Overseas Filipino Workers – Remittances in the future – A roller-coaster ride

Philippines is an interesting story of contradictions, almost. From being the sick man of Asia to being one of the fastest growing economies today, it has come a long way in the last 10 years. I wouldn’t be going to far to say that the back bone of Philippines economy has been the Overseas Filipino workers and their remittances. Today, they contribute upto 10% of the GDP. Philippines was the least affected Asian economy in the Asian crisis, thanks to these remittances.  A CNN take on the workers sums up the Philipino overseas worker issue. Although dated 2012, I fear that the the story in unchanged..

The infographic below shows where these remittances come from and how they compare with other economies.

The growth of Remittances and where they come from

The 2014 Government debt to GDP ratio is 49% (Source: Trading Economies) while the remittances have recently declined from their all time high in 2013. While the graph shows that remittances have increased year over year, the wages of OFW’s have remained stagnant as can be seen in their national income accounts and mentioned here. Thus the Central Banks projections to increase remittances and export workers might be hit. GDP under the Aquino III administration has declined despite positive expectations of the government.

Why remittances matter:

To quote Dilip Ratha “Remittances remain an especially important and stable source of private inflows to developing countries, as they bring in large amounts of foreign currency that help sustain the balance of payments. In 2013, remittances were significantly higher than foreign direct investment (FDI) to developing countries (excluding China) and were three times larger than official development assistance.

“Remittances to developing countries grew this year by 5 percent. Remittance inflows provided stable cover for substantial parts of the import bill for such countries as Egypt, Pakistan, Haiti, Honduras, and Nepal. India and China lead the chart with projected remittance inflows of, respectively, $71 and $64 billion in 2014. In addition, India and the Philippines benefit from having migrants with the most diverse destination spread, thereby creating buffers against regional shocks. Given the growing importance of this sector, the World Bank’s Migration and Development Brief has become an essential tool for global development policy experts,” said Kaushik Basu, Senior Vice President and Chief Economist of the World Bank Group.”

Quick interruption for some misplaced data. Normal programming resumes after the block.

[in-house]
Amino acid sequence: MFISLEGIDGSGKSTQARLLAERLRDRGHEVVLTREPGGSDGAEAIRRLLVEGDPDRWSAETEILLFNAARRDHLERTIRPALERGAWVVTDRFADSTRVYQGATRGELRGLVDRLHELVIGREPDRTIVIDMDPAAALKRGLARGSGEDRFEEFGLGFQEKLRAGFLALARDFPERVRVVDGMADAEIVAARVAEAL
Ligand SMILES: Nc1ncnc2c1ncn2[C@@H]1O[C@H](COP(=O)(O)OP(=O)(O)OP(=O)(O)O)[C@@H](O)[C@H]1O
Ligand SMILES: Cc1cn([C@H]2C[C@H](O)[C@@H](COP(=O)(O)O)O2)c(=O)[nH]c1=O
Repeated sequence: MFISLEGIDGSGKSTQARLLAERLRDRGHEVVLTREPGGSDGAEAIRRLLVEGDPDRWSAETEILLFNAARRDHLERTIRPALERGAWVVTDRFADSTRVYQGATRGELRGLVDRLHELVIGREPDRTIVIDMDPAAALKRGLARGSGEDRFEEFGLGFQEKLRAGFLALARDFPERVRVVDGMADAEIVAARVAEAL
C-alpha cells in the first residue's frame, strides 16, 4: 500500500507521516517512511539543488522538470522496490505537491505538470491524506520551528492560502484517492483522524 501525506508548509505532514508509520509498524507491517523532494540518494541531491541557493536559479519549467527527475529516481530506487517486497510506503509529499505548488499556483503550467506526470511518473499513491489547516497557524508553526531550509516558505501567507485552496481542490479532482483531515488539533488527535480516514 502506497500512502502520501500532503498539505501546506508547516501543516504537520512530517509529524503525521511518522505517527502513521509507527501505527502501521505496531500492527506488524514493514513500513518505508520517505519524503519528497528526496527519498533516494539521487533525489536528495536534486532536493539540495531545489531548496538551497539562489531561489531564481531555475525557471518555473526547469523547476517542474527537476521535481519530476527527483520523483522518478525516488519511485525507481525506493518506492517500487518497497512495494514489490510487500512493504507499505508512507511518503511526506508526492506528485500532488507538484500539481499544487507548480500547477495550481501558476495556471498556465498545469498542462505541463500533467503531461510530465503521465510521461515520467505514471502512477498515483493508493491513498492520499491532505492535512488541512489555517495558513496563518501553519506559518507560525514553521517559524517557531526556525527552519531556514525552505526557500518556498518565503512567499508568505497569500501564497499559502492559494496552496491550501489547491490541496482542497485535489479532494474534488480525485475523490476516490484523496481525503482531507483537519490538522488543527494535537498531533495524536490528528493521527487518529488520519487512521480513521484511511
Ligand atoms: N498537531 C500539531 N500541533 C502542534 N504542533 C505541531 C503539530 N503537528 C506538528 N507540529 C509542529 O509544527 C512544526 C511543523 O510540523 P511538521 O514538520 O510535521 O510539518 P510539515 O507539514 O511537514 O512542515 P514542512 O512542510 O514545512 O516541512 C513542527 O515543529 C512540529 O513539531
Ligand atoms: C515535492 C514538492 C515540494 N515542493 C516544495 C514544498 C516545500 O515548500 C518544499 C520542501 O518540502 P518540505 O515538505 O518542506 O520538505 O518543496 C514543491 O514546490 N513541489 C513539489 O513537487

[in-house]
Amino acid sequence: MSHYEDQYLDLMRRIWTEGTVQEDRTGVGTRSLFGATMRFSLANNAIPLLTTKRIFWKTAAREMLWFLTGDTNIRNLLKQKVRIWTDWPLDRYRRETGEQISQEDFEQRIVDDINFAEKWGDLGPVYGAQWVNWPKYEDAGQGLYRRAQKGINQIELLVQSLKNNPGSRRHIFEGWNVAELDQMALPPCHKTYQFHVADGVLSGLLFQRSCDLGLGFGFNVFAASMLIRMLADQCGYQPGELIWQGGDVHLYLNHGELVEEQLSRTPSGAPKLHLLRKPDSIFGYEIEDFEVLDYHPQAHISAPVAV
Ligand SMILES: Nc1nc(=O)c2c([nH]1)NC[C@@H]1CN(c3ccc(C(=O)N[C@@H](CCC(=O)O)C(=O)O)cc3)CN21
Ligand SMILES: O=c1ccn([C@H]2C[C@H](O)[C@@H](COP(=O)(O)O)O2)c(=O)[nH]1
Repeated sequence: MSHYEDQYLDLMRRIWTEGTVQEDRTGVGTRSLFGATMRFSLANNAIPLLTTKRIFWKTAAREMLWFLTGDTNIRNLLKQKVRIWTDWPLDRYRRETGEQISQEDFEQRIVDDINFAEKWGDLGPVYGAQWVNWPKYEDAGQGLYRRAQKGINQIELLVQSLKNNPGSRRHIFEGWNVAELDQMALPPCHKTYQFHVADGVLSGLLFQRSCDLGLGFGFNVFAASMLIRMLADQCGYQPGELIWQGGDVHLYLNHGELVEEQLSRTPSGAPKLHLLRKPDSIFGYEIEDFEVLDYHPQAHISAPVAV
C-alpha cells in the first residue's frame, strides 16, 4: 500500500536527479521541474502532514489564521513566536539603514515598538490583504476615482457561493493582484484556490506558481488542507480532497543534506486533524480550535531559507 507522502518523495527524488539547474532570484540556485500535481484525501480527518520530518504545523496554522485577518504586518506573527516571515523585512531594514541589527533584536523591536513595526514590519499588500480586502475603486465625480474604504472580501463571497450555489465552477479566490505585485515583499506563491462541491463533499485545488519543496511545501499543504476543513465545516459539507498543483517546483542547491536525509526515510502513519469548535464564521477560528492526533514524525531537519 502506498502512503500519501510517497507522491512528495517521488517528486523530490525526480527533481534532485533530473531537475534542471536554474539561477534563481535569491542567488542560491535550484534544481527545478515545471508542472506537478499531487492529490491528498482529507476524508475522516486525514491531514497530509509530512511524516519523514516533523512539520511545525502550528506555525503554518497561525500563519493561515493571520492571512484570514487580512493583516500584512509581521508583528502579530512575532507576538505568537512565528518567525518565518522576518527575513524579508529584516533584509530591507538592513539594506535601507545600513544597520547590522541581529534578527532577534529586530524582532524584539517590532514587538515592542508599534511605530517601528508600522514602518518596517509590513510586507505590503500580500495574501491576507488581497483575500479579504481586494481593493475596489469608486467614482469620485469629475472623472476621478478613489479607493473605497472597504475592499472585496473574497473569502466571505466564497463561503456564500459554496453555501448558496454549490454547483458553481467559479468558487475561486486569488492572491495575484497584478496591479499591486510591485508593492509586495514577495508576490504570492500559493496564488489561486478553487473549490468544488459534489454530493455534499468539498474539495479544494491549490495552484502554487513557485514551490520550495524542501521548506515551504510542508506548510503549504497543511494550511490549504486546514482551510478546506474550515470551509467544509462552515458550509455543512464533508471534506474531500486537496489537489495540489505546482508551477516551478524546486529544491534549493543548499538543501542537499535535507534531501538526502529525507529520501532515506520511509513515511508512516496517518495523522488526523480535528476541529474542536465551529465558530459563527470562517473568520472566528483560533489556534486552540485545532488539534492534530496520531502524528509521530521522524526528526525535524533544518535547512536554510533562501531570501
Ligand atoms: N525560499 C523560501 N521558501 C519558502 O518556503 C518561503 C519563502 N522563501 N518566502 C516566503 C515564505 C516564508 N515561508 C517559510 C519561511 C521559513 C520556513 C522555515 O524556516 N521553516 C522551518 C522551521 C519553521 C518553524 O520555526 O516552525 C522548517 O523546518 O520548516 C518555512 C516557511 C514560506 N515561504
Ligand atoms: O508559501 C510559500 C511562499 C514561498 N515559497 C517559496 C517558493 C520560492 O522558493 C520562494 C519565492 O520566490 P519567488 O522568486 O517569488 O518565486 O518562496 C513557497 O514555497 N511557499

So what are the opportunities and problems related to migrants and remittances that Philippines faces which it must consider now that it is on a path to a sustainable growth.

Philippines has been one of the largest recipient of remittances, but most of it is being used up for consumption. Increasingly people are being educated to save these and thus further increase domestic investment. But unfortunately, OFW’s cries for better use of their remittances are not being heard. The thrust of Aquino III Development Plan (2011-16) is on public private partnerships, export-import dependance – majorly through reliance on foreign investment. An intensive labor export policy is a big part of Aquino administration. Its cheaper to earn the remittances than take loans. This migration international blog sums up the problems of OFW’s. The remittances are still not channeled productively.

It is well known that the official channels for remittances are costly. Recently US has reduced its remittance businesses citing their channeling to terrorists. But that poses a threat to Philippines. Money might now be sent more and more through unofficial channels. It also brings up the fact that Philippines cannot rely on labor export to fix its economic problems. Increased remittances are seen as a substitute to FDI. But increased remittances, increasingly funding real estate will cause inflation as there is not real GDP growth to counter-balance the increased money supply. This further undermines investor confidence in the country. The story of El Salvador and its currency appreciation due to remittances is an economic fact that Philippines cannot ignore, especially now that the economy is developing. This also means transitions of economic shocks will be more visible

Abuse of migration workers has been an issue for long. This spans racist comments to as far as killings of Filipino workers. With a stable government, these workers might consider coming back and further putting a stress on the amount of remittances. Although this may not be an immediate threat, I think the new government should certainly consider its effects.

What are Aquino’s opportunities among all this:

1) Land reforms so that remittances are not used up for buying land

2) Channeling remittances productively in hopes to keep up the remittance inflow

3) Ensuring that the peso does not appreciate due to these remittances and Philippines can maintain its productivity

The economy is still under control and taking remittances for granted might not be a good strategy. Thus how the country shapes it future policies, especially regarding remittances, will be important. Since the Development Plan 2011-16 does not talk a lot about OFW’s, I think the government should look at this issue separately. People are warning on Philippines growth being a bubble in disguise, so the cross roads is decisive.

References:

http://blogs.worldbank.org/peoplemove/remittances-developing-countries-grow-5-percent-year

http://www.mb.com.ph/new-threat-to-ofw-remittances/

Key Stats Remittances: http://www.bsp.gov.ph/statistics/keystat/ofw.htm

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